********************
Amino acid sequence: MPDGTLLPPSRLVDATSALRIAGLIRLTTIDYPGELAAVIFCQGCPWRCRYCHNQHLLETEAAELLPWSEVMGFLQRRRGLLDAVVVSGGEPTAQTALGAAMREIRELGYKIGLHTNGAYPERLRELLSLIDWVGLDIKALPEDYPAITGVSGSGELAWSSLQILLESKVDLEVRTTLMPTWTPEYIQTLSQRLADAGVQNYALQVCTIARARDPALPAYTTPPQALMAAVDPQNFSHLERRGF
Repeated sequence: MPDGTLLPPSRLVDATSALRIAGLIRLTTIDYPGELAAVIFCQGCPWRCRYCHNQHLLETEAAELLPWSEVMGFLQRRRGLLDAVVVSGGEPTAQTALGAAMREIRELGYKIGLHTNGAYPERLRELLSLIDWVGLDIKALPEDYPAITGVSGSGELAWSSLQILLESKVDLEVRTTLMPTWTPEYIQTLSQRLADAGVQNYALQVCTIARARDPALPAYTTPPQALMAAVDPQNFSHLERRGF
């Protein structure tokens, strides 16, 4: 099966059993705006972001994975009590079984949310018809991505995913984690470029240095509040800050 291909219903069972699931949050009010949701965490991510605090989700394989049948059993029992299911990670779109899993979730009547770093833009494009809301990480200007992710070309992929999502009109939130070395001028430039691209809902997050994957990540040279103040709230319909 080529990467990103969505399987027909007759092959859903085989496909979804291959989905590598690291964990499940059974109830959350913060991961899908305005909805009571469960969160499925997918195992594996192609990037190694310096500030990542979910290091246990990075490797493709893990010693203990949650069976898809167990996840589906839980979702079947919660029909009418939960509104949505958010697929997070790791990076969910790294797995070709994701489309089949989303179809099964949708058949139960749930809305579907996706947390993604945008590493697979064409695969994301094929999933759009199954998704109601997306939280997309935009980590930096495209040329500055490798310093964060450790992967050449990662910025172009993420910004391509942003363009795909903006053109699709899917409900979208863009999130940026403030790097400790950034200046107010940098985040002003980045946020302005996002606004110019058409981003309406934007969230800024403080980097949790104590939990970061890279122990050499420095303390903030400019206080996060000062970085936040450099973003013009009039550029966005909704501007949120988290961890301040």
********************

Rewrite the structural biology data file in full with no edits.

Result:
Amino acid sequence: MPDGTLLPPSRLVDATSALRIAGLIRLTTIDYPGELAAVIFCQGCPWRCRYCHNQHLLETEAAELLPWSEVMGFLQRRRGLLDAVVVSGGEPTAQTALGAAMREIRELGYKIGLHTNGAYPERLRELLSLIDWVGLDIKALPEDYPAITGVSGSGELAWSSLQILLESKVDLEVRTTLMPTWTPEYIQTLSQRLADAGVQNYALQVCTIARARDPALPAYTTPPQALMAAVDPQNFSHLERRGF
Repeated sequence: MPDGTLLPPSRLVDATSALRIAGLIRLTTIDYPGELAAVIFCQGCPWRCRYCHNQHLLETEAAELLPWSEVMGFLQRRRGLLDAVVVSGGEPTAQTALGAAMREIRELGYKIGLHTNGAYPERLRELLSLIDWVGLDIKALPEDYPAITGVSGSGELAWSSLQILLESKVDLEVRTTLMPTWTPEYIQTLSQRLADAGVQNYALQVCTIARARDPALPAYTTPPQALMAAVDPQNFSHLERRGF
């Protein structure tokens, strides 16, 4: 099966059993705006972001994975009590079984949310018809991505995913984690470029240095509040800050 291909219903069972699931949050009010949701965490991510605090989700394989049948059993029992299911990670779109899993979730009547770093833009494009809301990480200007992710070309992929999502009109939130070395001028430039691209809902997050994957990540040279103040709230319909 080529990467990103969505399987027909007759092959859903085989496909979804291959989905590598690291964990499940059974109830959350913060991961899908305005909805009571469960969160499925997918195992594996192609990037190694310096500030990542979910290091246990990075490797493709893990010693203990949650069976898809167990996840589906839980979702079947919660029909009418939960509104949505958010697929997070790791990076969910790294797995070709994701489309089949989303179809099964949708058949139960749930809305579907996706947390993604945008590493697979064409695969994301094929999933759009199954998704109601997306939280997309935009980590930096495209040329500055490798310093964060450790992967050449990662910025172009993420910004391509942003363009795909903006053109699709899917409900979208863009999130940026403030790097400790950034200046107010940098985040002003980045946020302005996002606004110019058409981003309406934007969230800024403080980097949790104590939990970061890279122990050499420095303390903030400019206080996060000062970085936040450099973003013009009039550029966005909704501007949120988290961890301040």